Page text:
A majority of hospitals make the required CHNA documents accessible, but many don’t include all the obligatory elements.
Nonprofit hospitals have room to improve in their adherence to requirements regarding community health needs assessments (CHNAs), according to a study.
The Affordable Care Act (ACA) requires CHNAs to be conducted on a triennial basis, including the formulation of a three-year plan to address community health issues. The IRS has authority to strip noncompliant hospitals of their tax-exempt status under Section 501(r) of the tax code and impose annual fines of $50,000, although the agency clarifies that such actions wouldn’t stem from “minor omissions and errors that are either inadvertent or due to reasonable cause … or excusable failures that are neither willful nor egregious.”
Reporting in JAMA Network Open, researchers with the Yale School of Medicine wrote that “many CHNAs and implementation strategies are unavailable at all, and those that are accessible do not provide the required information regarding how hospitals are assessing and addressing community health needs.”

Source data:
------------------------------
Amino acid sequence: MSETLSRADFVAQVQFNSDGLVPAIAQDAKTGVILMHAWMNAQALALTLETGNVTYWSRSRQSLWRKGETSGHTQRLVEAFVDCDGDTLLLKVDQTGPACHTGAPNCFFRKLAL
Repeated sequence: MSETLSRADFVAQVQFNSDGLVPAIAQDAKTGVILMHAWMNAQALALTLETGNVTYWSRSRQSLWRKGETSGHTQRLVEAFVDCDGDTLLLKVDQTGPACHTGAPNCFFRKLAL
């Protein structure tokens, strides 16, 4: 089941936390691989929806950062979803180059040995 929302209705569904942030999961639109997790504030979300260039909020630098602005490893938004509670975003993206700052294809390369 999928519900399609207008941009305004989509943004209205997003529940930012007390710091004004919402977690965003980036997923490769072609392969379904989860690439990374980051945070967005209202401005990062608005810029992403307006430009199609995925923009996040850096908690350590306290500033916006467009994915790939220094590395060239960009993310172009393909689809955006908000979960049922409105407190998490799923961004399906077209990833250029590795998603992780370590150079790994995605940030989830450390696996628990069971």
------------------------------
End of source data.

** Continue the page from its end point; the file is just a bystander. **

What the findings show
From an initial cohort of 1,662 nonprofit hospitals, the researchers randomly selected 500 across states in proportion with the total number of nonprofit hospitals per state as of 2017. CHNAs and implementation strategies were rated on a scale of 0 to 5, with higher scores indicating more detailed information.
Of the 500 hospitals, the researchers found that 229 (60%) had a CHNA and an implementation strategy that both could be identified online. For CHNAs specifically, 412 hospitals (84%) had an identifiable document.
Among those 400-plus hospitals, the average quality score was 3.2, “consistent with partial detail,” the authors wrote. Frequently missing documentation elements included:
- Evaluations of the impact since the last CHNA (42.2%)
- Descriptions of medically underserved populations (36%)
- Availability of resources to address identified health needs (25%)
The researchers found 331 identifiable implementation strategies, which likewise had an average quality score of 3.2.
Relative to the CHNA-related goals set forth in the ACA, the authors wrote, “there is much work to be done” by policymakers.